The WHO Ad Hoc Committee on Orthopoxvirus Infections made a recommendation in September 1984 to destroy all remaining stores of the smallpox virus, stating that the risk of an outbreak outweighed its value for future research. Destruction was initially delayed in order to allow the viral genome to be sequenced. In May 2000 the WHO set a new deadline for destruction of

Hand of Gloucestershire milkmaid Sarah Nelmes showing cowpox blisters from which Edward Jenner developed the smallpox vaccination technique, 1798 (From the collections of the Library of Congress)

virus stocks—2002—in order to allow further international research into antiviral agents, improved vaccines, and investigations of the genetic structure and pathogenesis of smallpox. The WHO did, however, reaffirm that elimination of the virus is the organization's ultimate goal.

The key reason given for the need to destroy the last stocks of the smallpox virus is the danger of accidental or intentional release. In 1999 and 2000, WHO teams inspected the Russian and U.S. facilities where smallpox is stored. They were satisfied with the biological safety and physical security of the facilities, but there is concern that other stocks of virus might remain in non-WHO laboratories. Others have raised the concern that virus preserved in the tissues of previous victims might be the source of new epidemics, or that the virus could re-emerge as a variant of mon-keypox (ibid.).

Although the smallpox vaccine is very effective, the immunity is not permanent. Vaccination of the general public was discontinued in the 1970s because the disease was no longer considered a threat. It is believed that persons who were vaccinated more than ten years ago are susceptible to the virus, although they might not be as severely affected. In addition, the prevalence of persons with compromised immune systems caused by the human immunodeficiency virus (HIV) increases the susceptibility of some populations. Increased human mobility has made intercontinental travel rapid and commonplace, and it has the potential to disseminate contagion on a scale unknown at the time of the last smallpox outbreak (Henderson et al., 1999).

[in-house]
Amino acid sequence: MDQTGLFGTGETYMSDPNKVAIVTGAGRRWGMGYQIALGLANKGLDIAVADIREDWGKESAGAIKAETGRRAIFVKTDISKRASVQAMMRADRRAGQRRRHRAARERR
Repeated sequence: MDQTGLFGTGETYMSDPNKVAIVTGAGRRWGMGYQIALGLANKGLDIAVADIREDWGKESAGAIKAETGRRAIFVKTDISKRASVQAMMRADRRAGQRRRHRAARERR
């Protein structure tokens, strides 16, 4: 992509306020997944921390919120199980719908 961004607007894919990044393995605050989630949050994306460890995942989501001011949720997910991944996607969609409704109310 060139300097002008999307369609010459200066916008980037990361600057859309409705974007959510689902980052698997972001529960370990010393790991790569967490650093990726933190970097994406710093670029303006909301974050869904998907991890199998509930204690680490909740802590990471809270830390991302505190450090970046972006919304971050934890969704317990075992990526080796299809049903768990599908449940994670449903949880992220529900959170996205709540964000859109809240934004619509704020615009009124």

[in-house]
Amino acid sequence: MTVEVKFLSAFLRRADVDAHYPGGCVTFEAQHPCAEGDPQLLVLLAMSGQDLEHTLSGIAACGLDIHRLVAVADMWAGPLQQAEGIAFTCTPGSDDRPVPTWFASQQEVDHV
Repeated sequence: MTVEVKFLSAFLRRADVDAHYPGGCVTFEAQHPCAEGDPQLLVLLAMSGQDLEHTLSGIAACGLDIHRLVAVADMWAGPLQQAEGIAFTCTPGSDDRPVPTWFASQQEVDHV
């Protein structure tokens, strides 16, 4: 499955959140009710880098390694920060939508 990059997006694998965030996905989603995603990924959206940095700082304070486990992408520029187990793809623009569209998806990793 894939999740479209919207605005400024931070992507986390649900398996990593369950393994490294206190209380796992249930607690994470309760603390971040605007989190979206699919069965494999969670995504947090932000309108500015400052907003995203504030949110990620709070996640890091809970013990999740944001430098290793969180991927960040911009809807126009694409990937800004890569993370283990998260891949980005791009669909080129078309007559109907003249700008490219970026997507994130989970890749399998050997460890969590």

For many people there is no ethical dilemma regarding the fate of the smallpox virus: It is a threat to mankind with no known redeeming characteristics, so its destruction is justified. To others the matter is more complicated. Does mankind have the right to knowingly exterminate a species? If we wish to eliminate things that are dangerous or frightening, the list will also include many creatures that we are currently striving to protect from extinction. Are we sure that there is nothing more that we can learn from the smallpox virus, or that smallpox has no possible use that would benefit mankind? How will future generations remember this decision?

—Julie Pomerantz

See also: Five Kingdoms of Nature; Medicine, The Benefits of Biodiversity to; Viruses

Bibliography

Barquet, N., and P. Domingo, 1997. "Smallpox: The Triumph over the Most Terrible of the Ministers of Death." Annals of Internal Medicine 127:635-642; Henderson, D. A., et al. 1999. "Smallpox as a Biological Weapon: Medical and Public Health Management." Journal of the American Medical Association 281, no. 22:2127-2137; Joklik, W. K., et al. 1993 "Why the Smallpox Virus Stocks Should Not Be

Destroyed." Science 262:1225-1226; Kreeger, K. Y. 1994. "Smallpox Extermination Stirs Scientists." Scientist 8, no. 22: 1; Macaulay, T. B. 1800. The History of England from James II. Philadelphia: Claxton, Rem-sen, and Haffelfinger; Mahy, B. J., et al. 1993. "The Remaining Stocks of Smallpox Virus Should Be Destroyed." Science 262:1223-1224.